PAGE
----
behold the tears of such as are oppressed; and on the side of their oppressors
there was power. Wherefore I
praised the dead that are already dead more than the living that are yet alive.
It was late at night, and Tom lay
groaning and bleeding alone, in an old forsaken room of the gin-house, among
pieces of broken machinery, piles of damaged cotton, and other rubbish which had
The night was damp and close, and the
thick air swarmed with myriads of mosquitos, which increased the restless
torture of his wounds; whilst a burning thirst--a torture beyond all
others--filled up the uttermost measure of physical anguish.
"O, good Lord! _Do_ look
down,--give me the victory!--give me the victory over all!" prayed poor
Tom, in his anguish.
A footstep entered the room, behind him,
and the light of a lantern flashed on his eyes.
O, for the Lord's massy, please give me some water!"
The woman Cassy--for it was she,--set
down her lantern, and, pouring water from a bottle, raised his head, and gave
him drink. Another and another cup
were drained, with feverish eagerness.
"Drink all ye want," she said;
"I knew how it would be. It isn't the first time I've been out in the
night, carrying water to such as you."
"Thank you, Missis," said Tom,
when he had done drinking.
"Don't call me Missis!
I'm a miserable slave, like yourself,--a lower one than you can ever
be!" said she, bitterly; "but now," said she, going to the door,
and dragging in a small pallaise, over which she had spread linen cloths wet
with cold water, "try, my poor fellow, to roll yourself on to this."
Stiff with wounds and bruises, Tom was a
long time in accomplishing this movement; but, when done, he felt a sensible
relief from the cooling application to his wounds.
The woman, whom long practice with the
victims of brutality had made familiar with many healing arts, went on to make
many applications to Tom's wounds, by means of which he was soon somewhat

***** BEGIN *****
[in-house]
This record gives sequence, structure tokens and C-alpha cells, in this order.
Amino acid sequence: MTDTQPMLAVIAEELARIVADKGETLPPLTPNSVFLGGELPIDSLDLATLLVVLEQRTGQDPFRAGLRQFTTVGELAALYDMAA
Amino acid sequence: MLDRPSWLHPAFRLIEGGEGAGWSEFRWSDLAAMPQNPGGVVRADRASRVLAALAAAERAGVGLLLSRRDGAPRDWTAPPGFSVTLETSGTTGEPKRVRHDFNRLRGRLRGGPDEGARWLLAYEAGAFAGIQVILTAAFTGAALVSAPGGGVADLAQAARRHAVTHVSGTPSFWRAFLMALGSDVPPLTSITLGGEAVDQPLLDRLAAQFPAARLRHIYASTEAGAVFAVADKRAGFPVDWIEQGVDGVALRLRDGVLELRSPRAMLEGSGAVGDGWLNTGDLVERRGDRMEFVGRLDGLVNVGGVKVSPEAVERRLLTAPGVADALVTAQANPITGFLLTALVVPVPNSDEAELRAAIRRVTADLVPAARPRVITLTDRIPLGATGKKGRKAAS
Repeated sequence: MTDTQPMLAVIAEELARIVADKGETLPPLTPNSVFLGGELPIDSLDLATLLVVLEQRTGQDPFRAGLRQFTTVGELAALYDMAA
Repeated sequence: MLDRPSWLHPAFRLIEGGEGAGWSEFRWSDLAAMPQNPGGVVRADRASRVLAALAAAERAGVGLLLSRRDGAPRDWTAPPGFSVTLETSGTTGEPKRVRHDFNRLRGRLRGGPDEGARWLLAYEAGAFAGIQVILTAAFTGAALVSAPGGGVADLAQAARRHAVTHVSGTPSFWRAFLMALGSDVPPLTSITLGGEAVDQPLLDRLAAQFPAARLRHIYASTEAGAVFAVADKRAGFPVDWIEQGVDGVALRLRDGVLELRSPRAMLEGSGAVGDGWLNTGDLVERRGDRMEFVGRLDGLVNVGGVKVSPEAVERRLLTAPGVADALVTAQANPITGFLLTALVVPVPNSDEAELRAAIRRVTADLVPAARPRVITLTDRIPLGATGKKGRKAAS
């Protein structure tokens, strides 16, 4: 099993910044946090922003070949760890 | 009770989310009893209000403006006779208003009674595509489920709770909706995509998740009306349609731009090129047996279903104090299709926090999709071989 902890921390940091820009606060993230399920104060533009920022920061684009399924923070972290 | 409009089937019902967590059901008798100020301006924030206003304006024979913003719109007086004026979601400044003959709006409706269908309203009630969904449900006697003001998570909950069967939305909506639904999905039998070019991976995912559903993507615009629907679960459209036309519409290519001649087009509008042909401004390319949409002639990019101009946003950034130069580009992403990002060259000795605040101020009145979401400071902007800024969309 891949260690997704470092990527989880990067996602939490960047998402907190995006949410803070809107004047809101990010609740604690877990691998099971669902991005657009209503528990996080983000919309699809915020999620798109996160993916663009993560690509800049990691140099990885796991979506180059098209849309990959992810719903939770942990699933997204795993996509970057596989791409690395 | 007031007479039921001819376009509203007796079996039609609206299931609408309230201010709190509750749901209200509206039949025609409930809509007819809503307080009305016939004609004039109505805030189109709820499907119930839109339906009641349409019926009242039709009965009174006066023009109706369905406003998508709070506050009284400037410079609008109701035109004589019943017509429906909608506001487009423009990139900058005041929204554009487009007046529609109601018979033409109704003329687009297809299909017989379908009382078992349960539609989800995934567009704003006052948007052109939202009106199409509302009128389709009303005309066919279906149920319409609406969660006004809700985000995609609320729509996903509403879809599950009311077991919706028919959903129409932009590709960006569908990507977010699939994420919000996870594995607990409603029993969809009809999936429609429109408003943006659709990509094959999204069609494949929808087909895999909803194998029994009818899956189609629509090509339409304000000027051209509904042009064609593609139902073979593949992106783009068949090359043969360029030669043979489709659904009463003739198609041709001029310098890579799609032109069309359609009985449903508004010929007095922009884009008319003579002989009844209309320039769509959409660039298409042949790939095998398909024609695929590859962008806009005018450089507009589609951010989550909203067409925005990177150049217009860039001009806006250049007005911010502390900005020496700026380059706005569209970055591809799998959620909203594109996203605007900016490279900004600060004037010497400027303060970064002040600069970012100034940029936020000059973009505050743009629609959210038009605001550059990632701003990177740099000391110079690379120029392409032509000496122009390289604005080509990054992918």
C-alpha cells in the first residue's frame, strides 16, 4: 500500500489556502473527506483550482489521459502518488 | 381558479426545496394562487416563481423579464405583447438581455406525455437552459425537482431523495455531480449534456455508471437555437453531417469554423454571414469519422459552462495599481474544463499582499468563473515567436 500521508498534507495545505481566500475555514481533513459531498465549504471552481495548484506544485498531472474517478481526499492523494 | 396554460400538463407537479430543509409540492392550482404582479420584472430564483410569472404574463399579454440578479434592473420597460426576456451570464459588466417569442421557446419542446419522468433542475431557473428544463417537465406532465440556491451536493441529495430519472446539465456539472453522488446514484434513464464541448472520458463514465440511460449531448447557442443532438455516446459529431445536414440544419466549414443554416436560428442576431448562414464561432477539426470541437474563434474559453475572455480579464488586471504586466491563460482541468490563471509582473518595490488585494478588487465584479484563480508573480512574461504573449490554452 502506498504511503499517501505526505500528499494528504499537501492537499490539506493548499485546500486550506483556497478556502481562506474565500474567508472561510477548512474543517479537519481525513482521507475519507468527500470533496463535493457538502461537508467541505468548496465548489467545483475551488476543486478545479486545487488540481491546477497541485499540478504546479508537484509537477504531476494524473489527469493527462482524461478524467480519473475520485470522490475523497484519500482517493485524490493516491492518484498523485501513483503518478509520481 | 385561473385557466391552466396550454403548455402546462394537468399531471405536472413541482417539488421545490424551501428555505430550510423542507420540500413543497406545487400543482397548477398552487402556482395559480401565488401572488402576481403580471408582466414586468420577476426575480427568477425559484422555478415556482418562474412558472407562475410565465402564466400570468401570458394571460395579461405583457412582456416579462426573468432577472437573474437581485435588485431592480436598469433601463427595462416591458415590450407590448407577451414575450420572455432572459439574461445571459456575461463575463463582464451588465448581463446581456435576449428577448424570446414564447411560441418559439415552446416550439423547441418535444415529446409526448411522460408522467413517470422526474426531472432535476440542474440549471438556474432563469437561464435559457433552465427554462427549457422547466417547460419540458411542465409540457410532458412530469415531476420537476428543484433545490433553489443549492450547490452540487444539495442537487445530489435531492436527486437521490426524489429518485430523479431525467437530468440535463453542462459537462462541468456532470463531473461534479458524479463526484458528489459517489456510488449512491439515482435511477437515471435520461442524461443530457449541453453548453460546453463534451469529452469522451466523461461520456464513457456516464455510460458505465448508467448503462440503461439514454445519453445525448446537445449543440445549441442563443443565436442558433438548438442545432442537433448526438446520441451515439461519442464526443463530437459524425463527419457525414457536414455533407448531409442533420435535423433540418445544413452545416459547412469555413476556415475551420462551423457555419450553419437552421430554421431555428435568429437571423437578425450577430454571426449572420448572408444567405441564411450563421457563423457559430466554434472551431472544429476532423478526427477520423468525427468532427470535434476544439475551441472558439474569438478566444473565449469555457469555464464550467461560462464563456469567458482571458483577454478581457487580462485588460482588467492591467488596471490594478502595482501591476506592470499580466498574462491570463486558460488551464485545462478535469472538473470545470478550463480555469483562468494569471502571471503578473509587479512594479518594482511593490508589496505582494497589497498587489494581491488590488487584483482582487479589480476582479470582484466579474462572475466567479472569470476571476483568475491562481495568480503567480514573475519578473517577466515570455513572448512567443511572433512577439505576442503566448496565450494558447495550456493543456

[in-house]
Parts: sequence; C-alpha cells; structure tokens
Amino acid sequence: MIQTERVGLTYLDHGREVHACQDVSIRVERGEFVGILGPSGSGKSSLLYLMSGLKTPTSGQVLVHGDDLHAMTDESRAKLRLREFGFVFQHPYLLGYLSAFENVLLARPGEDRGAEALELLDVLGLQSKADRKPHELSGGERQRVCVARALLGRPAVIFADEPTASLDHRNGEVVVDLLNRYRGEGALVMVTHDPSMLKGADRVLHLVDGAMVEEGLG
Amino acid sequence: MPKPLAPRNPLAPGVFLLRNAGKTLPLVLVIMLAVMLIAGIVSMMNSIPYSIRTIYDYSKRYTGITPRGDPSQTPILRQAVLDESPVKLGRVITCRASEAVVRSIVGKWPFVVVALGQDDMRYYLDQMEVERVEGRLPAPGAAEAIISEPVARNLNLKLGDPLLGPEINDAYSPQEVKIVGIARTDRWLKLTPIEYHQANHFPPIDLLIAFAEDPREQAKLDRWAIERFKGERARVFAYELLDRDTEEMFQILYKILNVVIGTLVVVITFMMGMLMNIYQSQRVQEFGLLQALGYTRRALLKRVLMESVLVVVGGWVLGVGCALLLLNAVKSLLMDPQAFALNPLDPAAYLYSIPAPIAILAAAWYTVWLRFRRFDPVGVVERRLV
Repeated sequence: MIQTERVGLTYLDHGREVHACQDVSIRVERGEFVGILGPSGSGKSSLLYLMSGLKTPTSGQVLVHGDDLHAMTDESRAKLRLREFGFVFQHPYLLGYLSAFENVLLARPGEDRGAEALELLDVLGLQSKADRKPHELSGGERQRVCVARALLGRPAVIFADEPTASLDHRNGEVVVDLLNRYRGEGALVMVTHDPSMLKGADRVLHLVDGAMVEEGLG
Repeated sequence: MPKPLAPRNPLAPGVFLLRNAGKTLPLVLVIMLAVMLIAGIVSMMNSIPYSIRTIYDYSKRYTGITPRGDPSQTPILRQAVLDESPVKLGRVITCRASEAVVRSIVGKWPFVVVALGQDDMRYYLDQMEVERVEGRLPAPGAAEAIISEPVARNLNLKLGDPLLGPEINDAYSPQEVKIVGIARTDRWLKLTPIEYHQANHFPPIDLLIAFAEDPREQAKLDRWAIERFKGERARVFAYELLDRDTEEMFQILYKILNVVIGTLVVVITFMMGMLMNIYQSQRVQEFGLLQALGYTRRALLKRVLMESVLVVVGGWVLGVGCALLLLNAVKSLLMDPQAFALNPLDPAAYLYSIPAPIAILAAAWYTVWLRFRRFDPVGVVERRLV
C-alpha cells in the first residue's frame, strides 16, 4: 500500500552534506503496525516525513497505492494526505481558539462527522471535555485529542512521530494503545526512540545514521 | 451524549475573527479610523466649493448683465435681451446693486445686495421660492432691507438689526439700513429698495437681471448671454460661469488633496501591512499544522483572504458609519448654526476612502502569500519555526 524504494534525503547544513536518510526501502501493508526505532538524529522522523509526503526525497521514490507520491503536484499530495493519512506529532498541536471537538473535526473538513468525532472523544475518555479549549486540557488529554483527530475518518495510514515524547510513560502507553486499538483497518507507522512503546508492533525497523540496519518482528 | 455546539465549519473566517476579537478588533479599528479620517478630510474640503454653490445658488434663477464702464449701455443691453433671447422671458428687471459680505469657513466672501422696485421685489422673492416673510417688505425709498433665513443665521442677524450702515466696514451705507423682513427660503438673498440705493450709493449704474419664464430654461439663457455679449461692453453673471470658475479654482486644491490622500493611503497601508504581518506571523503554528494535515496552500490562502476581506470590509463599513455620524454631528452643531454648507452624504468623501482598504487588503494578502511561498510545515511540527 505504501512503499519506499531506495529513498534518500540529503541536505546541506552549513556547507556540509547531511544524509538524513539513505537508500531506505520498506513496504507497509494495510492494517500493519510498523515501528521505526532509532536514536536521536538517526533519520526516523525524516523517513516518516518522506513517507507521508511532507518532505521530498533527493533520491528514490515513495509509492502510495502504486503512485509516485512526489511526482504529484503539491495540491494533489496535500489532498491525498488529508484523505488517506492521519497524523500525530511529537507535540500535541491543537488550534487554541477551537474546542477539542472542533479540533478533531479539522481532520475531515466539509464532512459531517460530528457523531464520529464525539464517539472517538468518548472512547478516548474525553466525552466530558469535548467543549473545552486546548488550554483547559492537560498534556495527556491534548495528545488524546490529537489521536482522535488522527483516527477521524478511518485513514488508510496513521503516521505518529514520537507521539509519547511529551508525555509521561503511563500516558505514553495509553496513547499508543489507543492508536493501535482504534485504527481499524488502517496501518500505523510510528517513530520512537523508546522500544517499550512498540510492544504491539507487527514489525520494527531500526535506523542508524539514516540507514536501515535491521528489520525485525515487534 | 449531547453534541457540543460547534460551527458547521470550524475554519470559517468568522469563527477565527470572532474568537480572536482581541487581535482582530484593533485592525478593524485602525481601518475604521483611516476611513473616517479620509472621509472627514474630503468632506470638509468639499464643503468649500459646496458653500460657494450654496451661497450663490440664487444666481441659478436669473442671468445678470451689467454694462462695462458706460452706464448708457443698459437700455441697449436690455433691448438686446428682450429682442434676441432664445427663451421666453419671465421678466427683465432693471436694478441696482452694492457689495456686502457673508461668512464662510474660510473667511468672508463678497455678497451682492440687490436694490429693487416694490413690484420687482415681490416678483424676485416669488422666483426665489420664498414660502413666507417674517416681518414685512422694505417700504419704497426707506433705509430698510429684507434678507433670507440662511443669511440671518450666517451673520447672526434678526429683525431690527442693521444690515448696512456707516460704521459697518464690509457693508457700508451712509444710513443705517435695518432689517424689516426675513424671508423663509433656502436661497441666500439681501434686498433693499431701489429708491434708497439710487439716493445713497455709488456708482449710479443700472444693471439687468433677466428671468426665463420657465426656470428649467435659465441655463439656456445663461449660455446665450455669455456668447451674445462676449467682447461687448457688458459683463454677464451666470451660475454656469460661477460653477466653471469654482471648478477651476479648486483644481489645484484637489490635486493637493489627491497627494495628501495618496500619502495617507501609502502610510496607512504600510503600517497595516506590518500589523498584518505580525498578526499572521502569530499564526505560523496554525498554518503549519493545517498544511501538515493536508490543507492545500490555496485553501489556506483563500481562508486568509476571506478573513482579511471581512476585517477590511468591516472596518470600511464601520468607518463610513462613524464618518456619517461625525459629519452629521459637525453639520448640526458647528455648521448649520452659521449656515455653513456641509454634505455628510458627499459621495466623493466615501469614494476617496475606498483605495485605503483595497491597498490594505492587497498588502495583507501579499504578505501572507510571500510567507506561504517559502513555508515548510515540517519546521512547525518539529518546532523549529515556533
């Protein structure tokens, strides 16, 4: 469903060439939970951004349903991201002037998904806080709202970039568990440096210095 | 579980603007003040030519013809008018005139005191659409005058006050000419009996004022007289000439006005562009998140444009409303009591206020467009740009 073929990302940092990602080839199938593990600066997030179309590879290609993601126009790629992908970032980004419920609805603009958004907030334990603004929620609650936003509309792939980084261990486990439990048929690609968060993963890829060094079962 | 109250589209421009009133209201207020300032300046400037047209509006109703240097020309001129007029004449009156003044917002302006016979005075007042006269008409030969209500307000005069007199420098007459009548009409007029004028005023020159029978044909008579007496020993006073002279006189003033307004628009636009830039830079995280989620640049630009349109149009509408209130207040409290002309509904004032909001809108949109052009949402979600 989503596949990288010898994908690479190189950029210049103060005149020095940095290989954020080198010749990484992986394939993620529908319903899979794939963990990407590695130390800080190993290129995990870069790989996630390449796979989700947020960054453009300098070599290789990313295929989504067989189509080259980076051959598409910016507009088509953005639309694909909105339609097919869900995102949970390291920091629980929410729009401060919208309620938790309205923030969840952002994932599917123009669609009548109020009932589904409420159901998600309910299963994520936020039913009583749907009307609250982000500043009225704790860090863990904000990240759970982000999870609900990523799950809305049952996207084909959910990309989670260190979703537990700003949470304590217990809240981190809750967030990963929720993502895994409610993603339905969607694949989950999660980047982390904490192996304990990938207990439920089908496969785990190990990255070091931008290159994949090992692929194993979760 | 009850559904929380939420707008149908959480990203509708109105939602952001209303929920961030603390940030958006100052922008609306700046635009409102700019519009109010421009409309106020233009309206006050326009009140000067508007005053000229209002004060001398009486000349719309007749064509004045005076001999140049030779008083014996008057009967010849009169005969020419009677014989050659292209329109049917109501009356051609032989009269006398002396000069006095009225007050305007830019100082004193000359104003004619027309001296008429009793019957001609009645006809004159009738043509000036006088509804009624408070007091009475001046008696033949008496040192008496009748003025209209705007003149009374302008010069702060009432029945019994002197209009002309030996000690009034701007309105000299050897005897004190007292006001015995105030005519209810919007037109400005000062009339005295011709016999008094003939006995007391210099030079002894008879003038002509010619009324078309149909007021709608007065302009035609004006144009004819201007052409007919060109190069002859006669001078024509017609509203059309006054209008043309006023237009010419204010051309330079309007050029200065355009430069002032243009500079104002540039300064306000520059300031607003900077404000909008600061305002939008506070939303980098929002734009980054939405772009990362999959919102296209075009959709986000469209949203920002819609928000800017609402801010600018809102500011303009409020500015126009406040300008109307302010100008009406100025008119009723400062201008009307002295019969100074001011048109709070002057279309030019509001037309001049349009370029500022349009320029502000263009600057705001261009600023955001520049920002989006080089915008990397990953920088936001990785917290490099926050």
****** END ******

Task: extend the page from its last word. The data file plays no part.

"Now," said the woman, when
she had raised his head on a roll of damaged cotton, which served for a pillow,
"there's the best I can do for you."
Tom thanked her; and the woman, sitting
down on the floor, drew up her knees, and embracing them with her arms, looked
fixedly before her, with a bitter and painful expression of countenance.
Her bonnet fell back, and long wavy streams of black hair fell around her
singular and melancholy-face.
"It's no use, my poor fellow!"
she broke out, at last, "it's of no use, this you've been trying to do.
You were a brave fellow,--you had the right on your side; but it's all in
vain, and out of the question, for you to struggle.
You are in the devil's hands;--he is the strongest, and you must give
Give up! and, had not human weakness and
physical agony whispered that, before? Tom
started; for the bitter woman, with her wild eyes and melancholy voice, seemed
to him an embodiment of the temptation with which he had been wrestling.
"O Lord! O Lord!" he groaned,
"how can I give up?"
"There's no use calling on the
Lord,--he never hears," said the woman, steadily; "there isn't any
God, I believe; or, if there is, he's taken sides against us.
All goes against us, heaven and earth.
Everything is pushing us into hell.
Why shouldn't we go?"
Tom closed his eyes, and shuddered at
the dark, atheistic words.
"You see," said the woman,
"_you_ don't know anything about it--I do. I've been on this place five years, body and soul, under this
man's foot; and I hate him as I do the devil!
Here you are, on a lone plantation, ten miles from any other, in the
swamps; not a white person here, who could testify, if you were burned
alive,--if you were scalded, cut into inch-pieces, set up for the dogs to tear,
or hung up and whipped to death. There's
no law here, of God or man, that can do you, or any one of us, the least good;
and, this man! there's no earthly thing that he's too good to do.
I could make any one's hair rise, and their teeth chatter, if I should
only tell what I've seen and been knowing to, here,--and it's no use resisting!